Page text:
To lean in or to sit still? That is the question.

Sheryl Sandberg recently stepped down as the Chief Operating Officer of Meta.  It brought to mind her famous title “Lean In: Women, Work and the Will to Lead”, a manifesto for why a woman can work outside the home and succeed at it. 

There was much in her message that I clung onto when the book came out in 2015.  I was a mother of a toddler up at 3am fetching warm milk, a lawyer in top brass law firms, a wife to a surgeon with heavy work pressures, a big sister and boss to au pairs figuring out their life journey, and a tired human on long commuter train rides.  Sheryl comforted me.  Particularly her message that the children of a woman working outside the home do just as well as children with a stay-at-home mother.

But I have come to realise over the years one thing the book omits to emphasise, and it’s an important one. 

Even if the children are well adjusted, what about the parent’s experience of his or her children?

What about the parent’s enjoyment of the children? 

I now realise that, in buying into the idea that my children were going turn out OK, I was adopting a long-term project management view of parenting.  I am not saying that this was Sheryl’s intention, but I personally was, following her lead, primarily looking forward to the moment when my child would be standing on a university/polytechnic lawn in a graduation gown as a finished product.  I would stand there and think: “A relief.  I produced a good citizen.  Now where is the champagne trolley?” 

I now realise that this takes a Ford-production-line oriented view of a little human.  I was managing little lives rather than enjoying them.

Obviously, the assumption that there should be a university or polytechnic is limited.  There are various routes to fulfilled lives.

More fundamentally, focusing on the parent’s own experience is just as important.  Having those unpressured, unscheduled moments on a low-key Tuesday afternoon with time for a bit of a joke and cuddle.  Curling up on a sofa early in the morning and chuckling at Julia’s Donaldson’s penguins who escape the zoo and get take-out pizza in “Nell the Detective Dog”.  Strolling over to the corner shop for Italian ice cream, just because it lights up the little eyes.  Sitting around quietly when a pre-teen reads a Greek mythology book, just being present, admiring their button nose and answering any questions that bubble up.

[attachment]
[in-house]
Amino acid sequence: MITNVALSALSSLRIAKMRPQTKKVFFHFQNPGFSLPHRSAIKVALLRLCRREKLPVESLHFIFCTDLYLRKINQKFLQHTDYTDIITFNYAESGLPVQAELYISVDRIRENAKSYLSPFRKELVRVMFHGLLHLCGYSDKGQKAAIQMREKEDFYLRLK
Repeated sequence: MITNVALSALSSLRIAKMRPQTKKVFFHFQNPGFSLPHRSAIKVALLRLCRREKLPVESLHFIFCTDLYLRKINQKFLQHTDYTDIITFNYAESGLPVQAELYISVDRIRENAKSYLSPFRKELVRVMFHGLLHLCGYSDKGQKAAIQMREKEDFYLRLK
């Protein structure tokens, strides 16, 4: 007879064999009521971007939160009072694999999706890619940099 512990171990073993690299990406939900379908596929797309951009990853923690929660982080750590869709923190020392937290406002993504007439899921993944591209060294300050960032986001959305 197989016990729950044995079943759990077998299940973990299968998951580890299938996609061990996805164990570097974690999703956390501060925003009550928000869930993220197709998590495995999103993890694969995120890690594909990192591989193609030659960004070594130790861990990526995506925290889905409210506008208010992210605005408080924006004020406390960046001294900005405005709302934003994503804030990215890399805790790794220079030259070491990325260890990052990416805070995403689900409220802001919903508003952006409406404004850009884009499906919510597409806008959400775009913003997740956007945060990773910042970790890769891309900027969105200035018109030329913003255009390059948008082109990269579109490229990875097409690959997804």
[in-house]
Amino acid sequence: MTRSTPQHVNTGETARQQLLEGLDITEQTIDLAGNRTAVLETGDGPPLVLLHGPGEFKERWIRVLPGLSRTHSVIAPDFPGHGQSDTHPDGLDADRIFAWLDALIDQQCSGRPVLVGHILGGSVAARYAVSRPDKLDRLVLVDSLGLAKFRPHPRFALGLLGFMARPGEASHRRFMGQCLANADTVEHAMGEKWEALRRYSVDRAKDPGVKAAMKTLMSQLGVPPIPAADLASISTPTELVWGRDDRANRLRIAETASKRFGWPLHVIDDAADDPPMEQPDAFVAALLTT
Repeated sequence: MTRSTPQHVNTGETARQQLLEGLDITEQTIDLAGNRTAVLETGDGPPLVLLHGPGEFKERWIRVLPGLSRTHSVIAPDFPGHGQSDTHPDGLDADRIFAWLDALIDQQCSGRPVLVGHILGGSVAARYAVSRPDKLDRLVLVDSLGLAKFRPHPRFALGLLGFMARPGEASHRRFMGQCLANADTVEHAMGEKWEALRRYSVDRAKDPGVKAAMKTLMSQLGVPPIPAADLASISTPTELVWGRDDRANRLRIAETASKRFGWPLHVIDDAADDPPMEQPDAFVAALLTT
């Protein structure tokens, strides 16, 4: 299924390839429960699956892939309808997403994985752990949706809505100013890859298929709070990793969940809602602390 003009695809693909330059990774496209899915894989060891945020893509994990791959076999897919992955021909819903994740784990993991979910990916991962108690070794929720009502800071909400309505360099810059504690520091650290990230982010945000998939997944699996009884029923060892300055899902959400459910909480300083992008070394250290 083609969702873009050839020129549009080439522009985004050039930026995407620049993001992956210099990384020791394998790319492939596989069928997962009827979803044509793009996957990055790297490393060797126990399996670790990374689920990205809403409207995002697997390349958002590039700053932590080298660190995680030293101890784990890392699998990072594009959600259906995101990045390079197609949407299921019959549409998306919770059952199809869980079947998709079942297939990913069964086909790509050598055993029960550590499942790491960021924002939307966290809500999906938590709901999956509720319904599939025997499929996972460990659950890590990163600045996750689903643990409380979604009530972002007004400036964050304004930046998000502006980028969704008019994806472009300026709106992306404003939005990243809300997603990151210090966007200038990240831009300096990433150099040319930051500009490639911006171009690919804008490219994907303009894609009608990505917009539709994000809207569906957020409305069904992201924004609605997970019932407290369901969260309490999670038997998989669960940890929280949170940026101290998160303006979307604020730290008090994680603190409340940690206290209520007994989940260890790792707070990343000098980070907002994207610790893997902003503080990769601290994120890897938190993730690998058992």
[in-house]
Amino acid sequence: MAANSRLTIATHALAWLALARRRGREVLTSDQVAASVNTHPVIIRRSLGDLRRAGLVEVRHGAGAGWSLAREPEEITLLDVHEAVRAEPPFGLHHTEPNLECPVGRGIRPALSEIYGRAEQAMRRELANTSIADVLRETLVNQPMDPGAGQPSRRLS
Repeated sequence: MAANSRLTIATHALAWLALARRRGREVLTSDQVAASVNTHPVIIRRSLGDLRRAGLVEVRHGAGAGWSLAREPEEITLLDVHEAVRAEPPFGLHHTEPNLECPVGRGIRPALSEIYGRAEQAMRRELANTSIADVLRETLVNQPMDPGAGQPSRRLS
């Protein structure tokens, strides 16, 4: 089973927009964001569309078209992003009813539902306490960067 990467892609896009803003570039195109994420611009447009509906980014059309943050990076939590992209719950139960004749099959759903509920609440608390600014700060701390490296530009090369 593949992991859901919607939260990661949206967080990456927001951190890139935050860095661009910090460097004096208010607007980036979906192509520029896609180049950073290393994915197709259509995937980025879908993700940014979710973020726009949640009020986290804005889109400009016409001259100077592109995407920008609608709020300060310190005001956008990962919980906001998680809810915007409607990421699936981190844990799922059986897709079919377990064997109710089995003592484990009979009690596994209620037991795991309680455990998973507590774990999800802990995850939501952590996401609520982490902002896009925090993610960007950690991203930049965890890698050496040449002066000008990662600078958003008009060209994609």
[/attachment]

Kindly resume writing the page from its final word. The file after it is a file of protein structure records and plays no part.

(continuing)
The fact is that the time passes.  And it does not return.  The opportunity for those minute magical connections is lost.

If you wish to be present, what it requires is optimum conditions to lean in many directions: lean in at work, and lean into the dinner table for a game of UNO. 

And, instead of leaning in one direction or another, to be able to sit perfectly still, with one’s mind open, listening to the stories of who teased whom at school.

Our society, and the law in particular, likes to entertain a poisonous dichotomy.  One is great at one thing.  One is a great lawyer, or a great parent.  The family represents the “soft”, that is off the “hard” success of the alpha litigator who eats red meat for breakfast and finds solace in whiskey, banter and recreational drugs.

I like whiskey and am fierce in a fight, but that dichotomy is misguided.  First of all, cavemen ate red meat for breakfast and couldn’t even read – so much for their brilliance as lawyers.

Fundamentally, a well-rounded and looked-after individual, who is fulfilled at home and at work, is much more brilliant at the job than a broken human. 

Balanced litigators enable bigger wins for clients.

Being present for a school pickup should not be a Herculean feat that is followed by palpitations at the disaster that the inbox might contain.

You might say that a Tuesday afternoon ice cream or morning cuddle is a luxury.  Not everyone can afford to be present, especially if they must work on location away from home.  I see first-hand that my husband, as a surgeon, must be present in person, not via Zoom.  I recognise that.  Many parents work several jobs. 

What I am saying is this: let’s create work communities where we support each other taking those magic moments amid our tenacious work.  Even a few moments, whenever they may be.  Whether they are with little ones, furry or human friends or spent pursuing beloved hobbies.  If we do, we can live our best lives.  And the client service will shine even brighter. 

Let us celebrate holistic wellness and brilliance.

Let us allow each other to lean into various places in our lives, and to remain still when that is best.